Back In The Days When I Was A Teenager: The Low End Theory at 30

How A Tribe Called Quest’s sophomore masterpiece put the spotlight on their secret weapon and changed the course of rap music

A Tribe Called Quest The Low End Theory, Jive/RCA 1991

One of the most critically acclaimed and influential hip-hop albums of all time, The Low End Theory, broke the mold by daring to be artistic.

Press play to hear a narrated version of this story, presented by AudioHopper.

Its explorational use of jazz and bebop samples combined with Afrocentric lyrics and social commentary continues to influence generations of fans and follows even 30 years later. 

A Tribe Called Quest The Low End Theory CD cover (Image: Jive/RCA-Legacy Recordings)

The sophomore album from A Tribe Called Quest got its name from the record’s use of heavier “low end” bass frequencies. From the very beginning of the record, it’s apparent where the name is derived. The deep tones and memorable bass line of the opening track, “Excursions” make the lyrical poetry of rapper/producer Q-Tip really pop. 

About a month after the release of their landmark debut, People’s Instinctive Travels and the Paths of Rhythm (1990), rapper Phife Dawg was diagnosed with diabetes. Uncertain and thinking of leaving the group, Q-Tip agreed with Phife and Ali Shaheed Muhammad to use the album as a way to help get Phife’s name out there. 

It was on The Low End Theory where Phife officially became the group’s anchor, keeping the ship on track while Tip went off to use more experimental rhyme schemes.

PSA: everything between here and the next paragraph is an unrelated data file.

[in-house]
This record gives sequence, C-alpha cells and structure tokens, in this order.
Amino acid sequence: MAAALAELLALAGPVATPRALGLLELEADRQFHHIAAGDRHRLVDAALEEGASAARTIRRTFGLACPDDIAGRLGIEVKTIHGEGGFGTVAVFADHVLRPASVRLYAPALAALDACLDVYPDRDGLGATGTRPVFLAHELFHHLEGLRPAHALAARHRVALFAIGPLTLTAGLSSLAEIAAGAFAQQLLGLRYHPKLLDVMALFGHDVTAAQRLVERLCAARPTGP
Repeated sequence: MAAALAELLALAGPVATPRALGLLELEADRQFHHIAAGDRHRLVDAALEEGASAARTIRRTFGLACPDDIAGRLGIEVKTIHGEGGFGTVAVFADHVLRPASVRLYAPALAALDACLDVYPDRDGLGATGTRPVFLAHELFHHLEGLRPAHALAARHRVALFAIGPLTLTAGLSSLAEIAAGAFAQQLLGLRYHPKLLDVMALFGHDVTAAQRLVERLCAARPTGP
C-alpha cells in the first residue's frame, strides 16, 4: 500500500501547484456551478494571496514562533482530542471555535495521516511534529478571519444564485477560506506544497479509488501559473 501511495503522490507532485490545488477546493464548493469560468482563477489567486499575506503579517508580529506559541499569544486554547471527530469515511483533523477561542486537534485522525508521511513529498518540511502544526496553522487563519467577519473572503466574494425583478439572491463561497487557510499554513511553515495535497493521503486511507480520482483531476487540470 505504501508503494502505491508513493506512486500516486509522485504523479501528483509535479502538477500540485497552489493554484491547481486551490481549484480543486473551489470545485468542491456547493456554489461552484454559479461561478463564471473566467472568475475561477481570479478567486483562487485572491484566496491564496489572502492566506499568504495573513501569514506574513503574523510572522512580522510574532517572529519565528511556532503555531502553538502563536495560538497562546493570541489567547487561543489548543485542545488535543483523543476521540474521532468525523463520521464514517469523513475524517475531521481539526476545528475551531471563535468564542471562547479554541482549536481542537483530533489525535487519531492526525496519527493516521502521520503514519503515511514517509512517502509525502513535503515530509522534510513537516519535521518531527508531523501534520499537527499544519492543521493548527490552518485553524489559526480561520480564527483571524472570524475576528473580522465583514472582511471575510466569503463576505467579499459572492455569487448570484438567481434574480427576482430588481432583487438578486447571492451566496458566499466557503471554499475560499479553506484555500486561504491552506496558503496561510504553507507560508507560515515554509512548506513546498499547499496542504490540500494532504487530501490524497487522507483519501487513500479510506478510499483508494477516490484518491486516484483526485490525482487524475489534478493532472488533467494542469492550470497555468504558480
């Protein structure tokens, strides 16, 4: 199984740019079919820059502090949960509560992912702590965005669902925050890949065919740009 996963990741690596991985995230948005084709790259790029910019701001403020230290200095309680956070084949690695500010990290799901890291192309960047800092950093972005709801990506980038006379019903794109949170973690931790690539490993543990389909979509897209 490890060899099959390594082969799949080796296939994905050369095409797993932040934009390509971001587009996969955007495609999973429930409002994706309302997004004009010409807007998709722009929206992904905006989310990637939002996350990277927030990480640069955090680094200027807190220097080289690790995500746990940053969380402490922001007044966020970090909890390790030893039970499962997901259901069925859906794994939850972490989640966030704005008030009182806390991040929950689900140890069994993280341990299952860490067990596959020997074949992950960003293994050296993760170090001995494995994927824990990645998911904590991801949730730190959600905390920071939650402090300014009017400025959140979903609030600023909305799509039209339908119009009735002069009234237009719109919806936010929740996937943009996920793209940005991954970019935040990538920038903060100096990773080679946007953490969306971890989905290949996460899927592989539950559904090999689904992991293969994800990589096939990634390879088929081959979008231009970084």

A Tribe Called Quest album photo from The Low End Theory (Image: Legacy Recordings)

This was also the first time that the group released a record as a trio without Jarobi White. White was attending school for culinary arts at the time, and according to a 2011 article from Slate, he even contributed a few verses, but the group decided to go with different versions of the track for the final project. 

White would later return in 2016 for the album, We Got It from Here… Thank You 4 Your Service, which was posthumously released just a few short months after Phife died. 

Phife and Q-Tip combined were an unstoppable force. For the lead single, “Check the Rhime” they both took turns going back and forth while reminiscing about growing up as kids in parts of Queens. 

The music video was directed by Jim Swaffield, who also directed the video to “Can I Kick It?” and “Summertime” By DJ Jazzy Jeff and the Fresh Prince, and was shot in front of the Nu-Clear Dry Cleaners on Linden Blvd. in St. Albans, Queens, where Phife grew up. 


VIDEO: A Tribe Called Quest “Check The Rhime”

Swaffield would also direct the video for “Jazz (We’ve Got)/Buggin Out,” which combined two of the album’s biggest tracks in a juxtaposing manner, switching between sequences of New York City shot in monochrome with bright backgrounds and white prosthetic eyes. The video was aesthetically different from what was coming out at the time and would help pave the way for future revolutionary directors like Hype Williams. 

“Buggin Out” really helped introduce the world to Phife Dawg. That’s not to say Phife wasn’t already coming heavy with the lyrics, but here he most certainly delivered what many argue is his breakout performance. It’s also the first time that listeners hear “the five-foot assassin” really open up and introduce himself. 

“Jazz (We’ve Got)” came while Q-Tip was working on a project with Large Professor and Pete Rock up in Mount Vernon.